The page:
# Cancellation issue in Kullback-Leibler divergence

Per wikipedia, KL divergence is the expectation of logarithmic difference. The difference can be either positive of negative. This leads to a potential cancellation issue. E.g., -5 + 5 = 0. A total difference of 0 doesn't mean there is no difference. The differences are simply canceled. How does KL divergence make sense in this regard. The expectation of some kind of distance, say L2 norm, seems to make more sense. Since distance is non-negative, there is no cancellation issue.

Note that the fact that KL divergence is non-negative and only assumes 0 for identical distributions doesn't solve my question. Cancellation may still exist among terms in the sum. In my opinion, both negative and positive differences should be counted instead of cancelled.

Note: the OP edited their question after I answered, making my original answer less relevant. Below is this original answer, before the last paragraph of the question was added (afterwards, I included a part answering the addendum to the question):

"A total difference of 0 doesn't mean there is no difference."

Actually, it does (although it is not obvious from the expression of the Kullback—Leibler divergence). I am not sure you have fully read the Wikipedia article you cite, as this point is discussed there. I'll reproduce it below.

Essentially: while individual terms of the sum $D(p\mid\mid q) = -\sum_x p(x) \log\frac{q(x)}{p(x)}$ can be negative, i.e. one can both have $p(x) \log\frac{q(x)}{p(x)} >0$ or $p(x) \log\frac{q(x)}{p(x)} < 0$ depending on $x$, the sum itself will always be non-negative: $$\forall p,q,\qquad D(p\mid\mid q) \geq 0$$ and one has $p=q$ if, and only if, $D(p\mid\mid q)=0$. This is Gibb's inequality.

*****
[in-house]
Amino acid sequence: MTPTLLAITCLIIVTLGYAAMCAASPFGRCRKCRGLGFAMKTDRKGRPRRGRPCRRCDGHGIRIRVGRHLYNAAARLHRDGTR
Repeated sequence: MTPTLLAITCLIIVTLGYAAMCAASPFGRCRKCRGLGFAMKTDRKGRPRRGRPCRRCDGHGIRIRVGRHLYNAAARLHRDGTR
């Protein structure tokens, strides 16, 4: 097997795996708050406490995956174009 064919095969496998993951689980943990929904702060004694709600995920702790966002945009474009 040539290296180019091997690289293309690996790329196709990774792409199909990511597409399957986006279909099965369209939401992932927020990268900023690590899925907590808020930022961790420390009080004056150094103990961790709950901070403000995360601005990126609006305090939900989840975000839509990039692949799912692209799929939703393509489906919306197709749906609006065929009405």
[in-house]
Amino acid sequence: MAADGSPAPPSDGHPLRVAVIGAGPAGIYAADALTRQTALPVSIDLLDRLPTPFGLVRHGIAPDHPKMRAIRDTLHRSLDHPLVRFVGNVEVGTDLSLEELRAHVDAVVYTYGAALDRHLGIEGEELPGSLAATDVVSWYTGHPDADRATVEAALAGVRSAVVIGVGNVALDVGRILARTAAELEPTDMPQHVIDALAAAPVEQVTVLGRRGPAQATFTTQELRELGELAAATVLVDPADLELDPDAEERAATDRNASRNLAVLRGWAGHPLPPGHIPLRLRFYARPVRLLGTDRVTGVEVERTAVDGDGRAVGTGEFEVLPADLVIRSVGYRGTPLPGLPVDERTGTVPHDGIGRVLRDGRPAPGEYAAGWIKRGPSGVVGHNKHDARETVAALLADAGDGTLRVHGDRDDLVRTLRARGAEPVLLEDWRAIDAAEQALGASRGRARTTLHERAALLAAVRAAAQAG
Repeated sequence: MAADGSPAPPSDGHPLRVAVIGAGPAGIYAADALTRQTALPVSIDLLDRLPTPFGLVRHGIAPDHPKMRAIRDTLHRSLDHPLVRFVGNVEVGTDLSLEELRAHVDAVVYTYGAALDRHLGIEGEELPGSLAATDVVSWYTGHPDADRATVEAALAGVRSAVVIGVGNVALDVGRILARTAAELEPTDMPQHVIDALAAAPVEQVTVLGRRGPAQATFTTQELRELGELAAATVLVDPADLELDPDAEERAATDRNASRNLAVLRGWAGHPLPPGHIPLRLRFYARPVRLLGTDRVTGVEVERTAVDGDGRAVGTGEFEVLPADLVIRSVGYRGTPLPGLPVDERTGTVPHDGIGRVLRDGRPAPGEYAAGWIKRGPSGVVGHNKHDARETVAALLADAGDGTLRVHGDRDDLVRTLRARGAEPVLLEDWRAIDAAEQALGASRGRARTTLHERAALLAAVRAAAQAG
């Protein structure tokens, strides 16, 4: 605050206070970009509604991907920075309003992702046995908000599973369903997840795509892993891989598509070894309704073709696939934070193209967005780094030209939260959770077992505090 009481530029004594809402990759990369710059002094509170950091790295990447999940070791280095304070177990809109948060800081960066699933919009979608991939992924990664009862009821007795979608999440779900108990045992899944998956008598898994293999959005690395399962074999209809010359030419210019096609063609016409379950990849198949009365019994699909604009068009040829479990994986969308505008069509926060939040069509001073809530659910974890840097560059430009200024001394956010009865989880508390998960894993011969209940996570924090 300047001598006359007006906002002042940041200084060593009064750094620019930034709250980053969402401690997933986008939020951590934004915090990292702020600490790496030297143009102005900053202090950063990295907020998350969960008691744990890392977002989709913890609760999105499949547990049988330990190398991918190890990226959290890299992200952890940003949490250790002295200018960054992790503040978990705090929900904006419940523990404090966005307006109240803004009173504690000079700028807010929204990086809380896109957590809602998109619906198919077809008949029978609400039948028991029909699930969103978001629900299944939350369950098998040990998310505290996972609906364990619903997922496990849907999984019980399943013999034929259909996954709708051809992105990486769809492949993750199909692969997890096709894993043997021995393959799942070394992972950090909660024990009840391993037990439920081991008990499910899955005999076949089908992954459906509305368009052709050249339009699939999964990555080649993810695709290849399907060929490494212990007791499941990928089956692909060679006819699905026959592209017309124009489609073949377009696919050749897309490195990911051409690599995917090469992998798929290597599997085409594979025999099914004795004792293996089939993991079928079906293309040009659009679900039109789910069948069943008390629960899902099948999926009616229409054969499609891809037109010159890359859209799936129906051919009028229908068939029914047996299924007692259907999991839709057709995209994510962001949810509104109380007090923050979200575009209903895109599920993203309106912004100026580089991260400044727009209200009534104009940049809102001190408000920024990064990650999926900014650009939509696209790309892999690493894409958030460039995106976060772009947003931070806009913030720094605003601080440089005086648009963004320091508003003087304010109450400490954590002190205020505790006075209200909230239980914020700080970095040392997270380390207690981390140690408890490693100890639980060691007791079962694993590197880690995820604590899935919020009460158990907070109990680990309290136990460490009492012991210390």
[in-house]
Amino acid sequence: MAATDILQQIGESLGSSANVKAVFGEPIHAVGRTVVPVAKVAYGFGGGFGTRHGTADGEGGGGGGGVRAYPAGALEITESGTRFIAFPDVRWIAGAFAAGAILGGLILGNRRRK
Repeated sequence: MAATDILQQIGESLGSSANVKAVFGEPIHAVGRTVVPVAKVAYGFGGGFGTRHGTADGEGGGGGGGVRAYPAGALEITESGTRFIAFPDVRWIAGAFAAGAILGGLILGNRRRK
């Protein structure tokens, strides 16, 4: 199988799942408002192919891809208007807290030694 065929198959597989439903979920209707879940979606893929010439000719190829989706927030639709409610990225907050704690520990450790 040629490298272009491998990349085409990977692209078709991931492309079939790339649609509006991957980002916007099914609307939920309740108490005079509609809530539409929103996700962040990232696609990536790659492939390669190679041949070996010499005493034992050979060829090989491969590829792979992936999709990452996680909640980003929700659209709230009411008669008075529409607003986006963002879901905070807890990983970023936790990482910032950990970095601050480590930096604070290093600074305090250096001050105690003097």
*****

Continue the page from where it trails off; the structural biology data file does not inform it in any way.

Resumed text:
In that sense, the Kullback—Leibler divergence does make sense as some notion of distance: it is non-negative, and zero only for distributions that are equal.

To handle the added paragraph of the question:

Note that the fact that KL divergence is non-negative and only assumes 0 for identical distributions doesn't solve my question. Cancellation may still exist among terms in the sum. In my opinion, both negative and positive differences should be counted instead of cancelled.

Why do you feel this way, however? Note that if you are afraid the KL divergence "does not capture the distance" as it should, Pinsker's inequality guarantees that it will (as it is at least as big as the square of the $\ell_1$ distance, and therefore of the $\ell_2$ distance, for instance).

Note also that KL divergence does have a natural and intuitive interpretation in terms of "how much extra information is required to encode $q$ when the true unerlying distribution is $p$." In this sense, it is a well-motivated deifnition, which captures exactly what it should.

Now, nobody claimed it was the "right" notion of distance for everything (for a start, it's, again, not even a metric). You may prefer Hellinger distance for some applications, $\ell_2$ for others, or total variation/$\ell_1$ for many. Nevertheless, it is a reasonable, well-motivated notion of distance, which has a clear interpretation and satisfies many desirable properties.

• Despite the fact that the metric itself is non-negative and only assumes 0 for identical distributions, cancellation may still exist among certain terms. – Lingxi Dec 22 '17 at 5:56
• @Lingxi Yes, but how is that a problem? KL divergence is a notion of distance (careful: not a metric, by the way) between two distributions $p$ and $q$, not between a subset of their values. – Clement C. Dec 22 '17 at 5:57
• I'm thinking that maybe no cancellation at all within any subset is more desirable. – Lingxi Dec 22 '17 at 6:04
• @Lingxi Desirability is a different thing. For example, it is written in the article that the Kullback Leibler divergence is the only measure between probability measures having some property. Unfortunately, we must forgo the condition of having only positive terms, and therefore permit cancellations, to get this benefit. – астон вілла олоф мэллбэрг Dec 22 '17 at 6:06
• @Lingxi See my edit: does it answer part of your concerns? In short: what you find desirable in some notion of distance may not be suited to all applications and settings. – Clement C. Dec 22 '17 at 6:08